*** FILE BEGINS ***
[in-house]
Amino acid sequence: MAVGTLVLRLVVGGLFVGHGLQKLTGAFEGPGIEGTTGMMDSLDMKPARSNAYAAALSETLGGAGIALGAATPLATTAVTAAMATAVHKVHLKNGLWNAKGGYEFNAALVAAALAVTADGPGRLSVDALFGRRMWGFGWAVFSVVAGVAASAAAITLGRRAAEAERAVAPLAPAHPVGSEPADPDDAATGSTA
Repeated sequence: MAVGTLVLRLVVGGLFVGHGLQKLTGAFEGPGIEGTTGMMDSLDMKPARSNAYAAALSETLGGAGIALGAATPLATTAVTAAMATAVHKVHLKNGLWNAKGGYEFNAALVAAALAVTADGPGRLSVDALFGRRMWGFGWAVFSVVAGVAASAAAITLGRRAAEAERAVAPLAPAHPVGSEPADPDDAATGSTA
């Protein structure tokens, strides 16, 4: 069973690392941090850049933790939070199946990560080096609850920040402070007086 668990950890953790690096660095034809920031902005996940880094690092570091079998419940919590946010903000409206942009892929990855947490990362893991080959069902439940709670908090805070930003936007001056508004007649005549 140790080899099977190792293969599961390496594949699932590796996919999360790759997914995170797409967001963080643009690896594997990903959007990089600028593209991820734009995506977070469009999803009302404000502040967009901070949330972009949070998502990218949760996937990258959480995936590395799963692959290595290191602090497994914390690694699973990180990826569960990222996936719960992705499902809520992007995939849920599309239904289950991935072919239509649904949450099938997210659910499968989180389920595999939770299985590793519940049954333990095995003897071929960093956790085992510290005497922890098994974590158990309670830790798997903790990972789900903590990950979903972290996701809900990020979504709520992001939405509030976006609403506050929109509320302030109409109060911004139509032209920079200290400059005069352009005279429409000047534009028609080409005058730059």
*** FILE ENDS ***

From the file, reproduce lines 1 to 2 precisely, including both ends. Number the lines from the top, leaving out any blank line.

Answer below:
[in-house]
Amino acid sequence: MAVGTLVLRLVVGGLFVGHGLQKLTGAFEGPGIEGTTGMMDSLDMKPARSNAYAAALSETLGGAGIALGAATPLATTAVTAAMATAVHKVHLKNGLWNAKGGYEFNAALVAAALAVTADGPGRLSVDALFGRRMWGFGWAVFSVVAGVAASAAAITLGRRAAEAERAVAPLAPAHPVGSEPADPDDAATGSTA